Opinion: ‘Project Fear’ turns its gaze to UK telecoms consumers

Opinion: ‘Project Fear’ turns its gaze to UK telecoms consumers
Ryan is a senior editor at TechForge Media with over a decade of experience covering the latest technology and interviewing leading industry figures. He can often be sighted at tech conferences with a strong coffee in one hand and a laptop in the other. If it's geeky, he’s probably into it. Find him on Twitter: @Gadget_Ry

Ludicrous claims have been made from both sides of the Brexit debate, but now the so-called ‘Project Fear’ is aiming to scare UK telecoms consumers.

The latest claim is a return to the dark old days of mobile roaming charges.

Ending roaming charges around Europe is touted as one of the EU’s proudest achievements for citizens. It’s been welcomed by consumers who shudder at the ‘bill shock’ they once had after even a quick trip around the continent.

The thing is, roaming charges were disappearing long before the EU stepped in – and many extended beyond the borders of Europe. With it becoming harder for operators to differentiate their offerings, the removal of roaming charges became essential.

UK network Three’s initiative ‘Feel At Home’ is one such example. Users could use their allowances the same as they would at home around Europe and in many areas of the globe including the US, Hong Kong, Australia, and 68 more destinations.

Now the UK is preparing to leave the EU, anti-Brexit campaigners are drumming up fears that roaming charges will make a return.

Any operator which reinstates roaming charges is going to receive backlash from their customers and many will switch to competitors. Regression is a lot more difficult than progression in such things.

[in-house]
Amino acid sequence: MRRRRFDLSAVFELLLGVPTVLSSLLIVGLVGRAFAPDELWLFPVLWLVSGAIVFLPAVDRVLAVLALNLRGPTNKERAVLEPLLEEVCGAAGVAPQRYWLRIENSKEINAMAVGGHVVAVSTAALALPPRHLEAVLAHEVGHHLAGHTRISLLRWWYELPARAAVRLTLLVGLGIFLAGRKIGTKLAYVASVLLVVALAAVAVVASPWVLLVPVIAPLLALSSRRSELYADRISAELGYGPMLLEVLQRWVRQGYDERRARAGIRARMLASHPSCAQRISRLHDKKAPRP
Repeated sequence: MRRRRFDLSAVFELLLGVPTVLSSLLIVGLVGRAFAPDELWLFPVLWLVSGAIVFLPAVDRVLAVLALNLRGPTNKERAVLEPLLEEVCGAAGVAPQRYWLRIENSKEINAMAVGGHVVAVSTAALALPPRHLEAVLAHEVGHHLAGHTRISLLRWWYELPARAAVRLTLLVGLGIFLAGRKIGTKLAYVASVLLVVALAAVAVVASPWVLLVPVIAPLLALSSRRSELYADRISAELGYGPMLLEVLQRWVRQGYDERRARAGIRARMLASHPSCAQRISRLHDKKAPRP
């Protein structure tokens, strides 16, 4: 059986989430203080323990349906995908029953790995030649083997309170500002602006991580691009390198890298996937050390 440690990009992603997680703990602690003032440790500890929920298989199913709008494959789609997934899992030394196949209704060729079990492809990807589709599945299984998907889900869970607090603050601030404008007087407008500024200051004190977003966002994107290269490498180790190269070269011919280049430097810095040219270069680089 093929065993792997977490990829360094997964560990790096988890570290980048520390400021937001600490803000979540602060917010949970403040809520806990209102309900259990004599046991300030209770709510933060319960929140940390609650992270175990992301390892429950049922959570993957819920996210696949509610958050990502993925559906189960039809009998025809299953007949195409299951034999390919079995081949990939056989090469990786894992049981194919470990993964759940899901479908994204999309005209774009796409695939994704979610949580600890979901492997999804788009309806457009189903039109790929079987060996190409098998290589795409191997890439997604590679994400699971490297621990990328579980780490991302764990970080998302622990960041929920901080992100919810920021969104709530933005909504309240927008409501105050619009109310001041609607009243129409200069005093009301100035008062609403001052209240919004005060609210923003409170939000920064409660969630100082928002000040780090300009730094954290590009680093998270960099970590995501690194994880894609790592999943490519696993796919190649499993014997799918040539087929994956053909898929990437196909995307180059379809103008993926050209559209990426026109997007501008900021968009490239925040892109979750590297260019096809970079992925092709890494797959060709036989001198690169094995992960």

With bills such as the ‘EU Withdrawal Bill’ transferring EU law into UK law, it’s clear the UK government is aiming to keep things as close to normal as possible for businesses and consumers. If operators were to start implementing roaming fees once more, there’s little stopping legislating against it.

Speaking on BBC Radio 4’s Today programme, Brexit Secretary Dominic Raab said two mobile operators – Vodafone and Three – had committed to not bringing roaming fees back for British customers. Raab also said if others did not follow, the government would force them by law.

There are plenty of good arguments surrounding Brexit, but let’s not return to the pre-referendum scaremongering and lies. In a divided country we can at least agree there’s been enough of both.

25/06/21 update: For complete candour, UK operator EE has just announced a £2 daily EU roaming charge for new customers starting next year who don’t have their ‘Roam Further’ benefit added to their plans. Rival networks have kept their word not to reintroduce charges but some have lowered their fair usage caps.

Time will tell if the policy is reversed due to backlash or whether the government honours its promise to legislate against roaming fees similar to the EU. A new opinion piece has been posted with the information available almost three years on.

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